In 2008, Praveen Jonnala became global vice president of digital transformation and business solutions for CommScope, then a $2 billion manufacturer of network infrastructure solutions. Today, after 14 years of acquisitions, the business has more than quadrupled in size. “What worked for us 10 years ago will not work for the next three,” says Jonnala, who became CIO in 2021. “Customer demand, products, and markets are all transforming, so CommScope needs to transform as well.”
The company’s transformation strategy is called CommScope NEXT, and it has three fundamental pillars: To grow the company organically, a departure from the mergers and acquisitions growth strategy of the past; to optimize the product portfolio by aligning more closely to customer needs and markets, and to make the customer experience a competitive advantage by simplifying and focusing on operational efficiency.
IT’s role in business transformation
The IT organization’s opportunity to lead in CommScope NEXT cannot be overstated. Driving efficiencies across the company, transforming factories, helping R&D with new product development, and creating a touchless customer experience are all critical to the company’s future.
But the true key to IT’s success in achieving CommScope NEXT, says Jonnala, is not AI, IoT, or automation; it is changing the culture of IT. “I took the three CommScope NEXT pillars back to the IT team, and we did some soul searching,” he says. “We realized that unless we become one with the business, and feel their pain and their need, we will not be a part of the transformation.”
When Jonnala had just taken on the CIO role, a key business leader told him he had received an email from IT telling him to replace 200 contractor laptops with CommScope laptops, or IT would “shut them down.” While this business leader knew that IT had the right intent around security, he wished they had communicated in a different way. “We failed because we did not use empathy,” says Jonnala. “So, I asked my team, ’Is this who we want to be?’”
Jonnala and the team decided that empathy and humility should be the focus of the IT culture. “It is easy for IT to say ‘no’ to our business partners, and to criticize them for not understanding technology,” says Jonnala, “but we exist to drive the business forward, so we have to have the empathy to make their challenges and opportunities our own.”
Restructuring IT for empathy
To foster a culture of empathy, the leadership team decided to restructure the organization for better business partnership. They took three months to talk to their business partners before designing anything. “We gathered a ton of input from our CEO and leadership team and then came back to the drawing board,” Jonnala says.
The organization they decided to build has two groups: One is a series of centers of excellence that cut horizontally across the enterprise with technology domains that include infrastructure, security, and ERP; the other is called “service verticals” and includes corporate, sales, customer experience, and the business units. Each service vertical leader reports directly to Jonnala with a dotted line to the leader of that vertical, and they lead a team of business analysts with vertical subject matter expertise. “The vertical leader’s mission is to be there for that vertical every day, and to make sure that IT is part of the day-to-day discussions,” says Jonnala.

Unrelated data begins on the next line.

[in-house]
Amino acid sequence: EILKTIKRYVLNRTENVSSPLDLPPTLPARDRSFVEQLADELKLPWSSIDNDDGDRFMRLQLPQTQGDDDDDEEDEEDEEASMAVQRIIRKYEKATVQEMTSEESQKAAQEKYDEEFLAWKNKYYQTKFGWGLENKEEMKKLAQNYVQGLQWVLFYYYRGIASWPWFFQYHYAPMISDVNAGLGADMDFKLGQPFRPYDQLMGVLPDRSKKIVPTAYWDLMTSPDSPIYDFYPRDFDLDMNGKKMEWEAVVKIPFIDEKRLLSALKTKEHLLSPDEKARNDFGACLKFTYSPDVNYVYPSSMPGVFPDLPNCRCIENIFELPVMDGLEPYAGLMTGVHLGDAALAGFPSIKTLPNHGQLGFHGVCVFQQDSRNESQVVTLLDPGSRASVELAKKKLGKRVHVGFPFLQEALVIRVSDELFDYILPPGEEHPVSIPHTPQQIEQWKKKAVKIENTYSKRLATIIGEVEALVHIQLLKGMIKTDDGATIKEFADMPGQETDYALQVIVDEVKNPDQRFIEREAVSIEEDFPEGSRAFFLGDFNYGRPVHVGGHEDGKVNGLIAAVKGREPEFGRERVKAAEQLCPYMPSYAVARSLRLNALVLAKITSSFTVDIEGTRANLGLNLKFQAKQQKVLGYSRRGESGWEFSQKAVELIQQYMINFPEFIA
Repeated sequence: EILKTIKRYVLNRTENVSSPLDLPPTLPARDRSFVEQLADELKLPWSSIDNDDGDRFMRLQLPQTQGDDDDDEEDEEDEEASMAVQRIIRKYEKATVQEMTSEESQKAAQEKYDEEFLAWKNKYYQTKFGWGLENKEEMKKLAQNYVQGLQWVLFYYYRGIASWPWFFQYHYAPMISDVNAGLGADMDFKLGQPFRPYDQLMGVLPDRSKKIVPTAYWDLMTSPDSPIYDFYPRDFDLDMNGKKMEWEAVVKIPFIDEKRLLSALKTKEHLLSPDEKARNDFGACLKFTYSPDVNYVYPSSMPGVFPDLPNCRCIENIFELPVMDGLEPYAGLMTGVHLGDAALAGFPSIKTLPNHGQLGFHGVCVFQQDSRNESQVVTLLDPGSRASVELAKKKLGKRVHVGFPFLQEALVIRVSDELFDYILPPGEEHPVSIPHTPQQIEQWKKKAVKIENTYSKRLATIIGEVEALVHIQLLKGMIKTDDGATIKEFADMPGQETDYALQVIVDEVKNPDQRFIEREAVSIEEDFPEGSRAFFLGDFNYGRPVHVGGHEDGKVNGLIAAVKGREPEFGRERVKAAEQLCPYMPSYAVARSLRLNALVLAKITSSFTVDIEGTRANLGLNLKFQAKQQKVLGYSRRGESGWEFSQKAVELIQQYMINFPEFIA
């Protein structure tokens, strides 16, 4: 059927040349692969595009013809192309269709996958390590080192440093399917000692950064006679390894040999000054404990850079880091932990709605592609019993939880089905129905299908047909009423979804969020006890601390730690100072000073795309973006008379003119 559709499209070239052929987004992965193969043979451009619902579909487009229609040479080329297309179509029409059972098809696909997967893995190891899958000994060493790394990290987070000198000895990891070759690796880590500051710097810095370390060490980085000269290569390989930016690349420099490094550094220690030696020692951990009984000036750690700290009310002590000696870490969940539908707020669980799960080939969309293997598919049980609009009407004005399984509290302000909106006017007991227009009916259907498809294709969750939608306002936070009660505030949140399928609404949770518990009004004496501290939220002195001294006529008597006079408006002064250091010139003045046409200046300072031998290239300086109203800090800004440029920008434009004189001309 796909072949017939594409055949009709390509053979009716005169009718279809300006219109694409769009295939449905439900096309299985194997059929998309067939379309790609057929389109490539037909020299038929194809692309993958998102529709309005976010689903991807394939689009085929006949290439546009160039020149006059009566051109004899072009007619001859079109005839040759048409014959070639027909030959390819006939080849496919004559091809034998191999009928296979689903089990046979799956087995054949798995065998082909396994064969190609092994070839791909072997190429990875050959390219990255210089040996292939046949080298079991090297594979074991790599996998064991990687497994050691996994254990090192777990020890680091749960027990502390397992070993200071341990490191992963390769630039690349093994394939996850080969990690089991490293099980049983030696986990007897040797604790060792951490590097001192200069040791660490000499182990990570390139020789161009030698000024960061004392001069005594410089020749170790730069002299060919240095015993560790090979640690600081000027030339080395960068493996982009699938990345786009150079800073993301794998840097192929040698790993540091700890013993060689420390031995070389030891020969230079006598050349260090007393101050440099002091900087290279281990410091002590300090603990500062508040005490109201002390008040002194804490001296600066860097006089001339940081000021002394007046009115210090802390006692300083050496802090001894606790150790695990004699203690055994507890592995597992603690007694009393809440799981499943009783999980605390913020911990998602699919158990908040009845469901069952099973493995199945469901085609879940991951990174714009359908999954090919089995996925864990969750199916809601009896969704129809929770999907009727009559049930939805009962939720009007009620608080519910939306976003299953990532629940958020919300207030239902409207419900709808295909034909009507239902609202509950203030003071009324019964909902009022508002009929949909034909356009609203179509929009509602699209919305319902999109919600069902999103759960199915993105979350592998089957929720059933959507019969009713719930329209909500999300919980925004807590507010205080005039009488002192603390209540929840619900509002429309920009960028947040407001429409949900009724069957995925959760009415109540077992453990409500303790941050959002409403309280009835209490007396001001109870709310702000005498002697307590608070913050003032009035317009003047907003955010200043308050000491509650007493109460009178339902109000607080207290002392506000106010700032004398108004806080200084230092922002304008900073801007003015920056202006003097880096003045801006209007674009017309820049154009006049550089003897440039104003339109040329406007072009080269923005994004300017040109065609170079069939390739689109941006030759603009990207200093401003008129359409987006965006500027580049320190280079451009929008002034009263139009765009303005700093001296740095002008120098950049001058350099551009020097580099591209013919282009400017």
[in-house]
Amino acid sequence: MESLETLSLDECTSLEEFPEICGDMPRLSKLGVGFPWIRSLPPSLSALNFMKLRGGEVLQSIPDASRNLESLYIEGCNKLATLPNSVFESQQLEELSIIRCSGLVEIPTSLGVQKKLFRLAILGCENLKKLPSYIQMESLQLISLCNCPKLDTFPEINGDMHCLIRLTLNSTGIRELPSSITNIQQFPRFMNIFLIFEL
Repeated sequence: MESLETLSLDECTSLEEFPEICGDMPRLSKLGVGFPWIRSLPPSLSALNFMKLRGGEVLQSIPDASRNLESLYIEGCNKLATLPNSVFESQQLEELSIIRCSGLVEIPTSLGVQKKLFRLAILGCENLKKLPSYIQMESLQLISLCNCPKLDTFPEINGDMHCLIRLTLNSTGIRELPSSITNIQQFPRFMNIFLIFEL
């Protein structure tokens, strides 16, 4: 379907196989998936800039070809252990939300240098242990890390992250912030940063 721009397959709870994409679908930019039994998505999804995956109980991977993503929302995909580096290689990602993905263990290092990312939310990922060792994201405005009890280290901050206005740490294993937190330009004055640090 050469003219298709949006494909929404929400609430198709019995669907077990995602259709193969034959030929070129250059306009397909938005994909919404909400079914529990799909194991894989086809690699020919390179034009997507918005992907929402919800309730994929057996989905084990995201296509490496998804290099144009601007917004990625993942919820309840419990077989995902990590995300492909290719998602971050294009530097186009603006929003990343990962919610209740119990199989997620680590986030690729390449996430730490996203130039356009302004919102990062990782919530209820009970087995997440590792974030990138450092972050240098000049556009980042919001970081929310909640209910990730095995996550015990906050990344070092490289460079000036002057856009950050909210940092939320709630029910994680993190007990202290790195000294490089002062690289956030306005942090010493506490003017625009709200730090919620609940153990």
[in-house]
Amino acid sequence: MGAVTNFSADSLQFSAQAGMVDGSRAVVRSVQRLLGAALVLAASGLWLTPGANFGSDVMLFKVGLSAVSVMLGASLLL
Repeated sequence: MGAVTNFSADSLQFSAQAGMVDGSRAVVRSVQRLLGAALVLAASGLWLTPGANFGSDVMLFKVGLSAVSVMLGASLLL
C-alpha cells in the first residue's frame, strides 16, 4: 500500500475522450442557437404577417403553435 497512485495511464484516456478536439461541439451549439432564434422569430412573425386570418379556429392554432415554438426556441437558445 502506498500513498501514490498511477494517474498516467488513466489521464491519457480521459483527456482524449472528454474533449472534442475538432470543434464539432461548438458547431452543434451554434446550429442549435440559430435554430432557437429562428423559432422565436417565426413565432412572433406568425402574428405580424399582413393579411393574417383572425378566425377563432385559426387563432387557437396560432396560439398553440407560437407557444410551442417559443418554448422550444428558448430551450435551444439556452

Some of the service vertical leaders do not have a background in IT. “I recruited our R&D vertical leader from engineering because it can be challenging for IT and R&D to work together,” he says. “So, I recruited one of their own, and he is driving a lot of transformation because the R&D team trusts him.”
The new structure has been in place for nine months now, and the feedback has been positive. “The business unit leaders tell me that they used to run around to find someone from IT; now that person is in their own staff meetings,” says Jonnala.
Bringing new market opportunities forward
But Jonnala sees the “seat at the table” as only the first step in creating an empathetic organization. The second step, which is underway, is not only to listen and provide systems support, but to bring in new ideas to support unmet and unarticulated needs of the business.
For example, CommScope had a product stuck on a vessel in the Suez Canal, and the delay would have a major impact on customers and revenue. The supply chain vertical service group collaborated with the data analytics team and provided insights on the revenue impact of the problem and product availability options in a different warehouse. “We proactively went to the supply chain team. We did not wait for them to come to us,” says Jonnala. “When you think about it, our work was really not about IT. It was about providing key insights to make better decisions.”
5G is another example of the kind of proactive idea generation Jonnala is promoting. The CommScope IT team works closely with technology leaders including Microsoft and AWS, who, like CommScope, are going to market with 5G. Jonnala suggested that his IT team and CommScope product teams collaborate with their technology partners to create new go-to-market opportunities. “We talked about how we could use our factories to start the innovation journey on 5G manufacturing solutions,” he says. “These discussions are opening up new business opportunities for us.”
The third step toward empathy, says Jonnala, is to democratize IT. “My goal is for every business leader at CommScope to own their own technology decisions with IT as advisors,” he says. “This means that we need the humility not to own every IT decision but to help our business partners make their own decisions. IT and the business will truly be as one when we set up the technology environment and let our business partners run with it. For me, that’s nirvana.”